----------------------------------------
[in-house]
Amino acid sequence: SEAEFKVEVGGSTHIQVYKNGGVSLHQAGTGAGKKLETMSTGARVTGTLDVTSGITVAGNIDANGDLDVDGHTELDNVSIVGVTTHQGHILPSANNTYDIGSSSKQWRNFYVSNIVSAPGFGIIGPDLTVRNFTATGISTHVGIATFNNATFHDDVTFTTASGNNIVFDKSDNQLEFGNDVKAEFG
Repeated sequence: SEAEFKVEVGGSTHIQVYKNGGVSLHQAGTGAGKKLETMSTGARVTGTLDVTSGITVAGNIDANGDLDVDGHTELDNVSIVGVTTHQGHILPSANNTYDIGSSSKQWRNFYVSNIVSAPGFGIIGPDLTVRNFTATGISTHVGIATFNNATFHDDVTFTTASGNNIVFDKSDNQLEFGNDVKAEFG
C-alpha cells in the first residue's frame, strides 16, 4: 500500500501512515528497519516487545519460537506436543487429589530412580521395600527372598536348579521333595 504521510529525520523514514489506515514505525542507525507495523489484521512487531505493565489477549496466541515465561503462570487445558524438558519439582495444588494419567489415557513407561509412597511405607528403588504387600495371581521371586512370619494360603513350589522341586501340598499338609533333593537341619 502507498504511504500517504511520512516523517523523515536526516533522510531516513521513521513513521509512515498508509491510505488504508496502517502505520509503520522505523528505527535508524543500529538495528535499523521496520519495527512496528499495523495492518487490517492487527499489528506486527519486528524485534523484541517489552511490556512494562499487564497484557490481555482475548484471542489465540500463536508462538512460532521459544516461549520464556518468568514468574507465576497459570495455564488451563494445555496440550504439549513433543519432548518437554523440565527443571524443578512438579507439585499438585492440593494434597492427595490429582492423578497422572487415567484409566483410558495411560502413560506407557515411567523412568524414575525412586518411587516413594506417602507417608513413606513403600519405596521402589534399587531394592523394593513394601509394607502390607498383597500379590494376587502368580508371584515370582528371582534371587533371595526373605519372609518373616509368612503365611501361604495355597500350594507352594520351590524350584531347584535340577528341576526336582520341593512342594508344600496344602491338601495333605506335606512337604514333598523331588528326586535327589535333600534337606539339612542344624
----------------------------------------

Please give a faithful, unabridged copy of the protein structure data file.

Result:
[in-house]
Amino acid sequence: SEAEFKVEVGGSTHIQVYKNGGVSLHQAGTGAGKKLETMSTGARVTGTLDVTSGITVAGNIDANGDLDVDGHTELDNVSIVGVTTHQGHILPSANNTYDIGSSSKQWRNFYVSNIVSAPGFGIIGPDLTVRNFTATGISTHVGIATFNNATFHDDVTFTTASGNNIVFDKSDNQLEFGNDVKAEFG
Repeated sequence: SEAEFKVEVGGSTHIQVYKNGGVSLHQAGTGAGKKLETMSTGARVTGTLDVTSGITVAGNIDANGDLDVDGHTELDNVSIVGVTTHQGHILPSANNTYDIGSSSKQWRNFYVSNIVSAPGFGIIGPDLTVRNFTATGISTHVGIATFNNATFHDDVTFTTASGNNIVFDKSDNQLEFGNDVKAEFG
C-alpha cells in the first residue's frame, strides 16, 4: 500500500501512515528497519516487545519460537506436543487429589530412580521395600527372598536348579521333595 504521510529525520523514514489506515514505525542507525507495523489484521512487531505493565489477549496466541515465561503462570487445558524438558519439582495444588494419567489415557513407561509412597511405607528403588504387600495371581521371586512370619494360603513350589522341586501340598499338609533333593537341619 502507498504511504500517504511520512516523517523523515536526516533522510531516513521513521513513521509512515498508509491510505488504508496502517502505520509503520522505523528505527535508524543500529538495528535499523521496520519495527512496528499495523495492518487490517492487527499489528506486527519486528524485534523484541517489552511490556512494562499487564497484557490481555482475548484471542489465540500463536508462538512460532521459544516461549520464556518468568514468574507465576497459570495455564488451563494445555496440550504439549513433543519432548518437554523440565527443571524443578512438579507439585499438585492440593494434597492427595490429582492423578497422572487415567484409566483410558495411560502413560506407557515411567523412568524414575525412586518411587516413594506417602507417608513413606513403600519405596521402589534399587531394592523394593513394601509394607502390607498383597500379590494376587502368580508371584515370582528371582534371587533371595526373605519372609518373616509368612503365611501361604495355597500350594507352594520351590524350584531347584535340577528341576526336582520341593512342594508344600496344602491338601495333605506335606512337604514333598523331588528326586535327589535333600534337606539339612542344624